NICOLA Sturgeon has said she has not seen any evidence of criminality in the procurement and construction of two late and over-budget ferries, including the new vessel that will serve the Ardrossan-Arran route - but the First Minister insisted coming to that conclusion was “not my job”.

The Glen Sannox and as-yet-unnamed hull 802 are due to be completed by the Ferguson Marine shipyard in Port Glasgow next year – five years late and at potentially two-and-a-half times the initial cost.

This week, new allegations have surfaced that the yard had sight of a more than 400-page report setting out the technical requirements for the vessels before it was awarded the contract.

According to the BBC, it was given to the yard by a design consultant, something that its former owner, Jim McColl, said would have put them in a “very strong position” to win the contract over the five other bidders.

Caledonian Maritime Assets Limited (CMAL) rejected claims there had been “preferential treatment” offered to Ferguson Marine given the body’s board voiced its strong opposition to the yard being awarded the contract over the lack of a builder’s refund guarantee.

READ MORE: Anger over delays to Ardrossan Harbour work raised in Scottish Parliament

The BBC's 'Disclosure: The Great Ferries Scandal' documentary, which aired on Tuesday, uncovered evidence of further irregularities, such as:

  • The shipyard was allowed to significantly change its design halfway through the tender by developing a variant mentioned but discounted in its original submission.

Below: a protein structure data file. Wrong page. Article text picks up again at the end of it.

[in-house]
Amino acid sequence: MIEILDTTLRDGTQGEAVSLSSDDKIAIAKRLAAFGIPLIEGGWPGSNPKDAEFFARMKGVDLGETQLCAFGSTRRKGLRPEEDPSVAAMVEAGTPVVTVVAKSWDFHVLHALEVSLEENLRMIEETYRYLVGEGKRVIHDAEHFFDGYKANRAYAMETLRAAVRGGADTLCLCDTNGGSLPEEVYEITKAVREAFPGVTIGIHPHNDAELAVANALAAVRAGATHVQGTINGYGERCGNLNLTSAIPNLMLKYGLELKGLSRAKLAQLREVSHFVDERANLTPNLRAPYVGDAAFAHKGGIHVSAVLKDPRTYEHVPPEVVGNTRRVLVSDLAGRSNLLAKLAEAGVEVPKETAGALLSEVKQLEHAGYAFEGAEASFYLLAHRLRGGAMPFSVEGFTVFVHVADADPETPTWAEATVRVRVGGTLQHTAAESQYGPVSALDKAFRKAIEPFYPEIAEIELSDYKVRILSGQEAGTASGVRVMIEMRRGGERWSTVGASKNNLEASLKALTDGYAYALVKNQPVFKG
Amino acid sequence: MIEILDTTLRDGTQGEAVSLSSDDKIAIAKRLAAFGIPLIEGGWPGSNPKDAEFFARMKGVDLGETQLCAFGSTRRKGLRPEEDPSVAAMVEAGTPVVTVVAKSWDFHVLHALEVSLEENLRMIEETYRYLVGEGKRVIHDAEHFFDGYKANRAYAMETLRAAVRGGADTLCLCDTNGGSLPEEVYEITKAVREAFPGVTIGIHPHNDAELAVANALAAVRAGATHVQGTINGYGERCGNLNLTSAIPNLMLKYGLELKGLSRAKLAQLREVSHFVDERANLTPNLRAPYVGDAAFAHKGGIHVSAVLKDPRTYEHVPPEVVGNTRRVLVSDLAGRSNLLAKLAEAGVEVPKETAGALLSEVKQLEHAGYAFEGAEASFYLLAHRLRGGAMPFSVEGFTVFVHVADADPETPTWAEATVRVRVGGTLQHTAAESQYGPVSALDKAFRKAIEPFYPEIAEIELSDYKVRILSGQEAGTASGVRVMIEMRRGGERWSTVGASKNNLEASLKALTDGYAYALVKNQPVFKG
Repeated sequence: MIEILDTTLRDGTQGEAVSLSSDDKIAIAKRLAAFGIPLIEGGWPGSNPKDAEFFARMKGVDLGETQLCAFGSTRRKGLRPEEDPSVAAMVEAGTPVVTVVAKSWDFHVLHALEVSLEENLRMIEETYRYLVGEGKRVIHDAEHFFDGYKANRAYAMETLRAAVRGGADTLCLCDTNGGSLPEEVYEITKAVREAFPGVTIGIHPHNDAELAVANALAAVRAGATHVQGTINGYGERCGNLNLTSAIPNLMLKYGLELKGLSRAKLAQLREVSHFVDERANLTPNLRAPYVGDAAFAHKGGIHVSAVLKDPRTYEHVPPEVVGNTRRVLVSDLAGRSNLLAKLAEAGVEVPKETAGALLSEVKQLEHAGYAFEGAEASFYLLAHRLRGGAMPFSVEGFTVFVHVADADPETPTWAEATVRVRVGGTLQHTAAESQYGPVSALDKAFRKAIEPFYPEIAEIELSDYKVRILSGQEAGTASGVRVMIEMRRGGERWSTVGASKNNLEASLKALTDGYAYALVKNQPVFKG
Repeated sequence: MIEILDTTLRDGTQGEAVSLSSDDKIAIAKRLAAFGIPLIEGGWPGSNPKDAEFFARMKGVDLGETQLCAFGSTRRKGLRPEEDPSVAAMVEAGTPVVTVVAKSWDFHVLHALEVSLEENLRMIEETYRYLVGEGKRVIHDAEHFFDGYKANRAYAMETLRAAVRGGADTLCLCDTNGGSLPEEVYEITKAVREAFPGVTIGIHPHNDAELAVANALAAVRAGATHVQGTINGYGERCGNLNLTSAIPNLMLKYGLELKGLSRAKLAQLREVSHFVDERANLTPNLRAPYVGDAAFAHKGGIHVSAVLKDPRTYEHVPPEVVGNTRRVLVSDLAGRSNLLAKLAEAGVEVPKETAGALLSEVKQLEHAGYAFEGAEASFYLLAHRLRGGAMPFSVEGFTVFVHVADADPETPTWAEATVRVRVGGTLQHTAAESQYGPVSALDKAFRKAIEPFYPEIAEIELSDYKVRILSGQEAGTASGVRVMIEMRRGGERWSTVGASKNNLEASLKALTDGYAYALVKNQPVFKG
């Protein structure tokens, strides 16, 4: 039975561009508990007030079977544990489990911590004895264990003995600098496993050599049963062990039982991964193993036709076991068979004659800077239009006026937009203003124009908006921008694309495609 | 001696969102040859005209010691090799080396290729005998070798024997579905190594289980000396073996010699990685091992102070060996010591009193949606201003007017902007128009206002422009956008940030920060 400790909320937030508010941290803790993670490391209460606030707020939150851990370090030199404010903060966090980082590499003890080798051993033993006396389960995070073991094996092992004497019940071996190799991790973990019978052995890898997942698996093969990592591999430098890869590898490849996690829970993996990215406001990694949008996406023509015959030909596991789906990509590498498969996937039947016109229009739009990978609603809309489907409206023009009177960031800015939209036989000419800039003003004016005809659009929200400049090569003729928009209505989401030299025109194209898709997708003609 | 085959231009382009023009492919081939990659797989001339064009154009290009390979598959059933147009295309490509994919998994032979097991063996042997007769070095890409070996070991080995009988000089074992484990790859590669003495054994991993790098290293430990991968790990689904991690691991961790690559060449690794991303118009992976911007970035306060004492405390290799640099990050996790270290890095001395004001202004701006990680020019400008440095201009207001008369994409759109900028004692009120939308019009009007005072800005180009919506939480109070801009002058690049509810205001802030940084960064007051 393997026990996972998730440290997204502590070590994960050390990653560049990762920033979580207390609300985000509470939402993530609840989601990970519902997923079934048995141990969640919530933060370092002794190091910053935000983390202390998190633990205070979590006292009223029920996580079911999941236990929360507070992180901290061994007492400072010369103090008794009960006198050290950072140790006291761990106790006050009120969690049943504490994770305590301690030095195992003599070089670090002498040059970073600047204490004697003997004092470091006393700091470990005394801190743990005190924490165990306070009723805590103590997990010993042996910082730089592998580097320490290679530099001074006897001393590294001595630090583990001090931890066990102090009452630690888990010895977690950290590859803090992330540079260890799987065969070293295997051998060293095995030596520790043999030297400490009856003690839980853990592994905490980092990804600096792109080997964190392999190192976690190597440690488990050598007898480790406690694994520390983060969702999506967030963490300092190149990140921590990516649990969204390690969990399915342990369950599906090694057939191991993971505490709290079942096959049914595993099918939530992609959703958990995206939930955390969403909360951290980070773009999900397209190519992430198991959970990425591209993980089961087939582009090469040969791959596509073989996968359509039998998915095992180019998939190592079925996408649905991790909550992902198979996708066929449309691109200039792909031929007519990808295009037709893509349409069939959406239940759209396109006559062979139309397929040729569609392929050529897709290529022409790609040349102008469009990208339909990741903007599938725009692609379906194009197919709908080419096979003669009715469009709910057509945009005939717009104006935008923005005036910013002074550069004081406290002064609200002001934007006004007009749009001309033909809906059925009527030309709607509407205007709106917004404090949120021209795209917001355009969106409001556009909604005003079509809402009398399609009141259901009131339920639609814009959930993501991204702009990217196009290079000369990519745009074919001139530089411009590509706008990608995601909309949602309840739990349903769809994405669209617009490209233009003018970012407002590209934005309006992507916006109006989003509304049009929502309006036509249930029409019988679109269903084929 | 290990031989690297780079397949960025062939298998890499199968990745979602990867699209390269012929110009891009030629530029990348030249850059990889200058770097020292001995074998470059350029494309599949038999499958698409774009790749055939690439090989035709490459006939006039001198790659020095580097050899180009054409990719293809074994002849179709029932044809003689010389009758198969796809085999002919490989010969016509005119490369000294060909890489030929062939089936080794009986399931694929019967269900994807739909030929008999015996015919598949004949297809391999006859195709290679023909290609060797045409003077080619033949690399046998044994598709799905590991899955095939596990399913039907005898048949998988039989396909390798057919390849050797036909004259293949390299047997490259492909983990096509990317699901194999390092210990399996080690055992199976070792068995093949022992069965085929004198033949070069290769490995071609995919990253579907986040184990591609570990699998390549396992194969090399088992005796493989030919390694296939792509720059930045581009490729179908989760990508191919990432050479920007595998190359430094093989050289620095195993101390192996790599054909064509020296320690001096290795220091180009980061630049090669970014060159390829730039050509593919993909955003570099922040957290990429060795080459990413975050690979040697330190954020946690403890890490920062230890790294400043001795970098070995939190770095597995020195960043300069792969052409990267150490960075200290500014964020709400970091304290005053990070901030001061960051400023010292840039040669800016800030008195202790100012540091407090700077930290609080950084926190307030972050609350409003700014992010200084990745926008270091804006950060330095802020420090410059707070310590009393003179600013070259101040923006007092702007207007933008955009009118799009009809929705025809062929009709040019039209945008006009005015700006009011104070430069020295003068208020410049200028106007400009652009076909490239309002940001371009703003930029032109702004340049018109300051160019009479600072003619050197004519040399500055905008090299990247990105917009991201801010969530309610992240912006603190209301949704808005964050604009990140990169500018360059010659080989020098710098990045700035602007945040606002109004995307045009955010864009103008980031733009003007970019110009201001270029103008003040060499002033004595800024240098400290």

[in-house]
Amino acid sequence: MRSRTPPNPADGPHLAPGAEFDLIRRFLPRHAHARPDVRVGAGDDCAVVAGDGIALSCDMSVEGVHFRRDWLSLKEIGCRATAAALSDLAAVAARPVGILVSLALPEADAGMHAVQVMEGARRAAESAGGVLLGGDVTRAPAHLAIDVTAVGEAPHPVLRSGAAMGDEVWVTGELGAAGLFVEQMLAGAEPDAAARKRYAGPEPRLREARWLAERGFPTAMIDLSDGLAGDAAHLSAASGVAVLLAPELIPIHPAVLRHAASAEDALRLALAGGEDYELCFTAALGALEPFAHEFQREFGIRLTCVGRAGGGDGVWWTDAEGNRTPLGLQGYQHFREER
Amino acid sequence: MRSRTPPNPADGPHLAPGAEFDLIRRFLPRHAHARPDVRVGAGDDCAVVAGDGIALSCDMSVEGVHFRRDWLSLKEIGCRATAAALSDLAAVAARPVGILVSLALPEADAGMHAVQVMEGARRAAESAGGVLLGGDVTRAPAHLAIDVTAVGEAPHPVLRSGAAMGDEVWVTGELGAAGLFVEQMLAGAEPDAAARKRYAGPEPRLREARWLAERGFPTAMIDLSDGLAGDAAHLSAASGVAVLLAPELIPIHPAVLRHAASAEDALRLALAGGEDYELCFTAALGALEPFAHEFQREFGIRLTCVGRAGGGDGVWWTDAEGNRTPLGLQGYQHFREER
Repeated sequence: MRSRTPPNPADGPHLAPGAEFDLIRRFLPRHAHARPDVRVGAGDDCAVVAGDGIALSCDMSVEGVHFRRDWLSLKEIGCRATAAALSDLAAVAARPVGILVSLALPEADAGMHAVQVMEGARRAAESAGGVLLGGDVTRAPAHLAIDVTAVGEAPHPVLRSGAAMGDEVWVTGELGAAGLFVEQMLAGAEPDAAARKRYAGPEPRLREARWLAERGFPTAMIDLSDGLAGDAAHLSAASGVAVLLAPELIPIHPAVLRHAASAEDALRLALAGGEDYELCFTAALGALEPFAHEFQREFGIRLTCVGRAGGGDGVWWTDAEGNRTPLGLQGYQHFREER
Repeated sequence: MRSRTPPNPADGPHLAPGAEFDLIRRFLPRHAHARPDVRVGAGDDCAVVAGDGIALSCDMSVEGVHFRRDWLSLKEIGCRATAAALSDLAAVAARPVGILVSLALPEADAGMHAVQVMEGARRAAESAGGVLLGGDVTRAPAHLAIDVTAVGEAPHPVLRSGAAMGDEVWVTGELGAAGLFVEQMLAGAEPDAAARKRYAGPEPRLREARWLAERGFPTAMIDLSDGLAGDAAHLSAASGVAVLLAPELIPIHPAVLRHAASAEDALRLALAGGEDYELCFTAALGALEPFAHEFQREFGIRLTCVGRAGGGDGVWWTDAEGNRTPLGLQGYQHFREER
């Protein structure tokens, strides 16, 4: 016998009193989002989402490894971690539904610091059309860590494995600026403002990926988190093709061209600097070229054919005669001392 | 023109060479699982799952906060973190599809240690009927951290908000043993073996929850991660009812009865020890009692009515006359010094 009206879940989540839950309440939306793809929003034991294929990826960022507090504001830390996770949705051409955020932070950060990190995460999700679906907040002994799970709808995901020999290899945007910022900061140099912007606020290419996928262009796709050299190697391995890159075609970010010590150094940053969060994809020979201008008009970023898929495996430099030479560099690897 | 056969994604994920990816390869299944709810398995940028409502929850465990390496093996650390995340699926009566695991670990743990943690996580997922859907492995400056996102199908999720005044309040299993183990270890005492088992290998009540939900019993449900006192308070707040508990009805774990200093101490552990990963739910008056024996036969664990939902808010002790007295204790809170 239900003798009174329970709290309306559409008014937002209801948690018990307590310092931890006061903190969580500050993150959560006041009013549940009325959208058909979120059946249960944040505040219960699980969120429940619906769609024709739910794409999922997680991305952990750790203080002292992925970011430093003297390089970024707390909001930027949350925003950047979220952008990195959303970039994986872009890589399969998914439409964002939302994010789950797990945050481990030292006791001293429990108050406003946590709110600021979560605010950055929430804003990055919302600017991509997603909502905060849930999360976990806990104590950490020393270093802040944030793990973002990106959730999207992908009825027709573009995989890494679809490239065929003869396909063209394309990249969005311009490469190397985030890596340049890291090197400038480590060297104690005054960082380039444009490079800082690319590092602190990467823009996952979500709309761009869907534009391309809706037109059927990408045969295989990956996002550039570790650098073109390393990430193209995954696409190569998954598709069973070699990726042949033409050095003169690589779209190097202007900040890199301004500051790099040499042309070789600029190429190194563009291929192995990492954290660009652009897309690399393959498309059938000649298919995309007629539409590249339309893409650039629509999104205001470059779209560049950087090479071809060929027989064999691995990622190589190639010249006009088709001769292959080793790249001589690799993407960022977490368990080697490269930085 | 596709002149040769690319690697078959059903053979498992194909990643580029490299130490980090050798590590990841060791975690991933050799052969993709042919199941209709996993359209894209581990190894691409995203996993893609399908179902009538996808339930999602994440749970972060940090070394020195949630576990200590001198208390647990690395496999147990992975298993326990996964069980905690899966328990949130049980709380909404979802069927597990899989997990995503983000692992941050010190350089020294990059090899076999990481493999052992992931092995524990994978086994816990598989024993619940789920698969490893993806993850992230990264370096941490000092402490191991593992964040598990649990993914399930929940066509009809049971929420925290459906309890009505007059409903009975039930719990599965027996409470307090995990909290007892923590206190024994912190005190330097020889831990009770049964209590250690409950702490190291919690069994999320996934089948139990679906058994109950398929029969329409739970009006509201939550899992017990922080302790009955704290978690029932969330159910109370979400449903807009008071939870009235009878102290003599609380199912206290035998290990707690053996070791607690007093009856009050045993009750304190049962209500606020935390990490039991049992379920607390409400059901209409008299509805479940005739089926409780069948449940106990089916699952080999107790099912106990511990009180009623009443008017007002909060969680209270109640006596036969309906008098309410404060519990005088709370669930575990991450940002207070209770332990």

• This change also allowed it to reduce its price by nearly £10m, making it more competitive
  • CMAL assessors held a "confidential" meeting with Ferguson, the only bidder to receive an in-person meeting.

MV Glen Sannox is expected to be fully operational next summer, but the Ardrossan-Brodick service will be temporarily relocated to Troon whilst harbour upgrades are completed on the mainland.

The auditor general, Stephen Boyle, announced on Wednesday he would look into the procurement process, with the full support of Scotland’s top civil servant, John Paul Marks.

But Scottish Tory transport spokesman, Graham Simpson, tabling an urgent question in Holyrood on Wednesday, questioned if it was time to call in the police.

READ MORE: Consultation opens on temporary relocation of Ardrossan ferry service to Troon

Public Audit Committee convener Richard Leonard, questioning the First Minister at the Conveners’ Group in the Scottish Parliament, asked if she believed there was criminality in the process.

“I’ve got many responsibilities as First Minister – I take each and every one of them very seriously – but I don’t think anybody would say that I should be the arbiter on this or any issue whether there has been criminality,” she said.

“I’ve certainly seen no evidence of that, but it is not my job.

“We have independent authorities that are there to determine these issues on whatever topic it is that we’re speaking about.”

The First Minister has been called to appear before the Public Audit Committee, which is conducting an inquiry into the issue, in the coming weeks, something she said: “I’m not sure it is true to say I’m looking forward to that opportunity, but I’m certainly very willing.”

The documentary is available to watch on BBC iPlayer.